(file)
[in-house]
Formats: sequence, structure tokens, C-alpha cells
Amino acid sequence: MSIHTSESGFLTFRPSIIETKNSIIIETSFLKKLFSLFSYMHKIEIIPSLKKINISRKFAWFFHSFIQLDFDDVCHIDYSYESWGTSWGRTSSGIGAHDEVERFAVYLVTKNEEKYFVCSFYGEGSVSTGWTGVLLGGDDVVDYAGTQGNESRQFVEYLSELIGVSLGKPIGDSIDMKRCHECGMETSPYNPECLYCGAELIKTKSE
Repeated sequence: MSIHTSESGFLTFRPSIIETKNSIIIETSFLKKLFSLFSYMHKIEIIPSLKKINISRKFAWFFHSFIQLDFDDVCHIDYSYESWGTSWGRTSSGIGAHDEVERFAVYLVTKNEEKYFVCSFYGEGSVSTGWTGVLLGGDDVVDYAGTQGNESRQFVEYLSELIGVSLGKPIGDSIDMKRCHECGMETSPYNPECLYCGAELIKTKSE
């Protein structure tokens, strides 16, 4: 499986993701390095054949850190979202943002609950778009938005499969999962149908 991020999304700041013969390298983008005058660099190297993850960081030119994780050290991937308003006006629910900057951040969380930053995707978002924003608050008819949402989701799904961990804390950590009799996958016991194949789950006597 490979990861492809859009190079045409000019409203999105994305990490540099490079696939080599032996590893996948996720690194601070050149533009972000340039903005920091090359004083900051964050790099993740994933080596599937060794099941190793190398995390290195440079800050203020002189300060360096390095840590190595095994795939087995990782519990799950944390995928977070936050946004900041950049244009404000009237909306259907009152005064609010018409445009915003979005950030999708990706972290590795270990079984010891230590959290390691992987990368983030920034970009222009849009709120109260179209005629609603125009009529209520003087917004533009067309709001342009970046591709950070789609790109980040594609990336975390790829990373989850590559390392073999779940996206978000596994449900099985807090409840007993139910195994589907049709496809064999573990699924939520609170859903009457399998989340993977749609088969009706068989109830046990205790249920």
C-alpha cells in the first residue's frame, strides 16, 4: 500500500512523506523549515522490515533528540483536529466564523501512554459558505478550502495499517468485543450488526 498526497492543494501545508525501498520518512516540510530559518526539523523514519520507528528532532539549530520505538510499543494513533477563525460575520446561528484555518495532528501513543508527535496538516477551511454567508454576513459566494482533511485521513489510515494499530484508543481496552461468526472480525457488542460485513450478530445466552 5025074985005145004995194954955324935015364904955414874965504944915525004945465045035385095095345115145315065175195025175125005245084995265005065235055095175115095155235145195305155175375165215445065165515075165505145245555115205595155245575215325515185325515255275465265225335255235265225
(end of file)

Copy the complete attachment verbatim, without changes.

[in-house]
Formats: sequence, structure tokens, C-alpha cells
Amino acid sequence: MSIHTSESGFLTFRPSIIETKNSIIIETSFLKKLFSLFSYMHKIEIIPSLKKINISRKFAWFFHSFIQLDFDDVCHIDYSYESWGTSWGRTSSGIGAHDEVERFAVYLVTKNEEKYFVCSFYGEGSVSTGWTGVLLGGDDVVDYAGTQGNESRQFVEYLSELIGVSLGKPIGDSIDMKRCHECGMETSPYNPECLYCGAELIKTKSE
Repeated sequence: MSIHTSESGFLTFRPSIIETKNSIIIETSFLKKLFSLFSYMHKIEIIPSLKKINISRKFAWFFHSFIQLDFDDVCHIDYSYESWGTSWGRTSSGIGAHDEVERFAVYLVTKNEEKYFVCSFYGEGSVSTGWTGVLLGGDDVVDYAGTQGNESRQFVEYLSELIGVSLGKPIGDSIDMKRCHECGMETSPYNPECLYCGAELIKTKSE
């Protein structure tokens, strides 16, 4: 499986993701390095054949850190979202943002609950778009938005499969999962149908 991020999304700041013969390298983008005058660099190297993850960081030119994780050290991937308003006006629910900057951040969380930053995707978002924003608050008819949402989701799904961990804390950590009799996958016991194949789950006597 490979990861492809859009190079045409000019409203999105994305990490540099490079696939080599032996590893996948996720690194601070050149533009972000340039903005920091090359004083900051964050790099993740994933080596599937060794099941190793190398995390290195440079800050203020002189300060360096390095840590190595095994795939087995990782519990799950944390995928977070936050946004900041950049244009404000009237909306259907009152005064609010018409445009915003979005950030999708990706972290590795270990079984010891230590959290390691992987990368983030920034970009222009849009709120109260179209005629609603125009009529209520003087917004533009067309709001342009970046591709950070789609790109980040594609990336975390790829990373989850590559390392073999779940996206978000596994449900099985807090409840007993139910195994589907049709496809064999573990699924939520609170859903009457399998989340993977749609088969009706068989109830046990205790249920």
C-alpha cells in the first residue's frame, strides 16, 4: 500500500512523506523549515522490515533528540483536529466564523501512554459558505478550502495499517468485543450488526 498526497492543494501545508525501498520518512516540510530559518526539523523514519520507528528532532539549530520505538510499543494513533477563525460575520446561528484555518495532528501513543508527535496538516477551511454567508454576513459566494482533511485521513489510515494499530484508543481496552461468526472480525457488542460485513450478530445466552 5025074985005145004995194954955324935015364904955414874965504944915525004945465045035385095095345115145315065175195025175125005245084995265005065235055095175115095155235145195305155175375165215445065165515075165505145245555115205595155245575215325515185325515255275465265225335255235265225